Medicare

Medicare Basics

Medicare is a federal program – administered through The Centers for Medicare and Medicaid Services (CMS) – that provides health insurance coverage to eligible elderly and disabled individuals no matter what their income is.

Medicare is a federal program – administered through Centers for Medicare and Medicaid Services (CMS) – that provides health insurance coverage to eligible elderly and disabled individuals no matter their income. Coverage benefits vary based on the site of service (i.e., doctors office, hospital inpatient, hospital outpatient or home health treatments).

How Do I Know If I Qualify for Medicare?

You qualify for Medicare if you are a U.S. citizen or permanent resident and you:*

  • Are 65 years or older
  • Are under 65 and have a disability and have been receiving Social Security Disability Insurance for 24 months
  • Have End-Stage Renal Disease, a permanent kidney failure requiring dialysis or a kidney transplant

*The above requirements are only general guidelines; please visit Medicare Rights Center and Medicare.gov for more detailed guidelines.

How Does Medicare Work?

Medicare is divided into four parts. Part A covers inpatient services, Part B covers outpatient services, and Part D covers prescription drugs. Part C refers to private Medicare Advantage plans. These four parts, combined with the Medigap option, allow you to customize your Medicare coverage for your situation.

It is important to note that you will be automatically enrolled into Original Medicare (Part A) unless you actively choose another plan.

Enrolling in Medicare

Enrolling in Medicare or changing Medicare plans is different for everybody. Some people will be automatically enrolled; others will have to enroll themselves during certain enrollment periods.

If you already get benefits from the Social Security Administration (SSA) or the Railroad Retirement Board, you do not need to do anything to enroll.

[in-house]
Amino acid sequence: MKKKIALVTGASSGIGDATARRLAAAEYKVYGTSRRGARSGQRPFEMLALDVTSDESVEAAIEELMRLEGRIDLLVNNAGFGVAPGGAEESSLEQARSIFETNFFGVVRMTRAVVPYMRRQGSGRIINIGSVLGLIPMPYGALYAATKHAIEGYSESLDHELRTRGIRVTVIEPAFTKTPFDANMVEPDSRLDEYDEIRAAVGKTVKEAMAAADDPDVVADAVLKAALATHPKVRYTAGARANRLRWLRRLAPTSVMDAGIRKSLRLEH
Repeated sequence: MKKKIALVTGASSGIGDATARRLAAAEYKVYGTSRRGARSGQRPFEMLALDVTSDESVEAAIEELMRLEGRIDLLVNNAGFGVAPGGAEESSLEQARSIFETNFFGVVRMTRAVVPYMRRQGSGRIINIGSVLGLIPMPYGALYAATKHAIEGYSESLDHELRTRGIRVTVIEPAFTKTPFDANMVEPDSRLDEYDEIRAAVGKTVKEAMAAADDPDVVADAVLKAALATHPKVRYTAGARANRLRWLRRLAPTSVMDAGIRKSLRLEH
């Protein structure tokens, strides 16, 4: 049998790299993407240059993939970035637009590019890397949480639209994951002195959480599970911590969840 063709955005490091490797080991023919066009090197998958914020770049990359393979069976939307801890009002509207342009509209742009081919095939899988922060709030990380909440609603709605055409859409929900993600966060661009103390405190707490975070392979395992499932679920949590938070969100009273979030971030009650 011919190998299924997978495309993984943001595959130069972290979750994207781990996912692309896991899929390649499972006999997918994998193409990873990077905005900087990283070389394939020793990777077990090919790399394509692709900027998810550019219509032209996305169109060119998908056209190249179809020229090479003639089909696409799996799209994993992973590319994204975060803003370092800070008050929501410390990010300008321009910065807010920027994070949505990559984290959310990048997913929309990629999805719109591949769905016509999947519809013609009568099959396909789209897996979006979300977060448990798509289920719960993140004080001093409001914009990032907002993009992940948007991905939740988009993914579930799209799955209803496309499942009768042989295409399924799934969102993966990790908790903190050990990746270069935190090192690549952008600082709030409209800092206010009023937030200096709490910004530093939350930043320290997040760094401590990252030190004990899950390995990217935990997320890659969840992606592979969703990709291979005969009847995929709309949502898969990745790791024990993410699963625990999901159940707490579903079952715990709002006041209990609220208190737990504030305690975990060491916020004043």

• You are automatically entitled to Part A and Part B starting the first day of the month that you turn 65.
  • Your Medicare card will be mailed to you about 3 months before your 65th birthday. If you wait until you are 65, or sign up during the last three months of your initial enrollment period, your Medicare Part B start date will be delayed.

If you are not receiving Social Security, Railroad or disability benefits you will need to submit an application to the SSA. Visit your local Social Security office or call the SSA at 1-800-772-1213 to sign up. The SSA can answer any questions about your application.

When Can I Enroll in Medicare?

General Enrollment Period (GEP): If you refused Medicare during your IEPInitial Enrollment Period (IEP): When you first become eligible for Medicare
The IEP is a seven month period to enroll without penalty when you first become eligible for Medicare. You can enroll up to 3 months before your 65th birthday but no later than 3 months after the month of your birthday.

The GEP is January 1- March 31 of every year. If you do not enroll during the initial enrollment period, but choose to enroll later during the GEP, you may face a penalty for each year that you were unenrolled. You pay this penalty for as long as you are covered by Medicare. You can also make an adjustment to your Medicare plan during the GEP after you enroll.

Special Enrollment Period (SEP): Any time while you have a separate group plan or shortly after you lose your coverage
The SEP is a period to enroll without penalty if you initially refused Medicare because you were covered by other insurance when you first became eligible. The SEP extends to any time while you have group coverage, 8 months after you lose your coverage or when you (or your spouse) stop working.

When Can I Make Adjustments to my Current Plan?

You can make adjustments to your current plan or change plans without incurring a penalty during the Fall Open Enrollment Period (also known as the Annual Coordinated Election Period, or ACEP). Fall Open Enrollment is October 15 – December 7 of every year. Enrollments and changes made during this period will become effective January 1.

You can also make an adjustment to your Medicare plan during the GEP after you enroll.

How Do I Know What Plan to Choose?

As with any insurance plan, you will want to do your research ahead of time and compare plans.

Find a (Part D) Plan that Works for You

When enrolling in Medicare, you will want to make sure that you find a package that meets your medical and financial needs. Whether it’s a Part D prescription plan or a Medigap supplemental plan you will want to do your research beforehand. Learn More >>